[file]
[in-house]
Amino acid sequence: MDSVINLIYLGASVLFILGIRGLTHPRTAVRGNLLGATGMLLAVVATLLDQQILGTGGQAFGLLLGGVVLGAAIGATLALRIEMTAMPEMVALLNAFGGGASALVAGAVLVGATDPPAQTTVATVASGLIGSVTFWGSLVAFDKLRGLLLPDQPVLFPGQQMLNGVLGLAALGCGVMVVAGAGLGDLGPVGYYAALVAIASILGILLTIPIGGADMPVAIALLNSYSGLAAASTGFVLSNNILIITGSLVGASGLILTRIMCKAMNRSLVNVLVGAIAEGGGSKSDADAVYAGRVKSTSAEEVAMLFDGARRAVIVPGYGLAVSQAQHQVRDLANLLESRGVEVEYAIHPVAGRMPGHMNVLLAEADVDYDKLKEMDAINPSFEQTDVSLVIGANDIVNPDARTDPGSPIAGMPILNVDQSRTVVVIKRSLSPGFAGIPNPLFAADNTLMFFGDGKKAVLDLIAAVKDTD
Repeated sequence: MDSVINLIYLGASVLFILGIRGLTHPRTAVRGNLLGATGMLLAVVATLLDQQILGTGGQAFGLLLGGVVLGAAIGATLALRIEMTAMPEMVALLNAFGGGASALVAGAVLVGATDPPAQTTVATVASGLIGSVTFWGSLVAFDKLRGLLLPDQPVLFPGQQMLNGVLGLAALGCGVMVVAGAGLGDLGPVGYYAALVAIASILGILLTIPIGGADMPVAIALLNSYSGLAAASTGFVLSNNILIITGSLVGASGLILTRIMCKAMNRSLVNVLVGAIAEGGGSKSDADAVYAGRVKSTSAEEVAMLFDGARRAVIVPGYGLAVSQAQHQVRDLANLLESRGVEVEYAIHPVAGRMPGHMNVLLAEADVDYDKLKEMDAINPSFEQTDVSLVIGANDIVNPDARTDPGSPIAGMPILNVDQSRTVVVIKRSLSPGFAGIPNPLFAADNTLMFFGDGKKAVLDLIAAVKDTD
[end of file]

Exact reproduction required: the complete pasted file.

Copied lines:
[in-house]
Amino acid sequence: MDSVINLIYLGASVLFILGIRGLTHPRTAVRGNLLGATGMLLAVVATLLDQQILGTGGQAFGLLLGGVVLGAAIGATLALRIEMTAMPEMVALLNAFGGGASALVAGAVLVGATDPPAQTTVATVASGLIGSVTFWGSLVAFDKLRGLLLPDQPVLFPGQQMLNGVLGLAALGCGVMVVAGAGLGDLGPVGYYAALVAIASILGILLTIPIGGADMPVAIALLNSYSGLAAASTGFVLSNNILIITGSLVGASGLILTRIMCKAMNRSLVNVLVGAIAEGGGSKSDADAVYAGRVKSTSAEEVAMLFDGARRAVIVPGYGLAVSQAQHQVRDLANLLESRGVEVEYAIHPVAGRMPGHMNVLLAEADVDYDKLKEMDAINPSFEQTDVSLVIGANDIVNPDARTDPGSPIAGMPILNVDQSRTVVVIKRSLSPGFAGIPNPLFAADNTLMFFGDGKKAVLDLIAAVKDTD
Repeated sequence: MDSVINLIYLGASVLFILGIRGLTHPRTAVRGNLLGATGMLLAVVATLLDQQILGTGGQAFGLLLGGVVLGAAIGATLALRIEMTAMPEMVALLNAFGGGASALVAGAVLVGATDPPAQTTVATVASGLIGSVTFWGSLVAFDKLRGLLLPDQPVLFPGQQMLNGVLGLAALGCGVMVVAGAGLGDLGPVGYYAALVAIASILGILLTIPIGGADMPVAIALLNSYSGLAAASTGFVLSNNILIITGSLVGASGLILTRIMCKAMNRSLVNVLVGAIAEGGGSKSDADAVYAGRVKSTSAEEVAMLFDGARRAVIVPGYGLAVSQAQHQVRDLANLLESRGVEVEYAIHPVAGRMPGHMNVLLAEADVDYDKLKEMDAINPSFEQTDVSLVIGANDIVNPDARTDPGSPIAGMPILNVDQSRTVVVIKRSLSPGFAGIPNPLFAADNTLMFFGDGKKAVLDLIAAVKDTD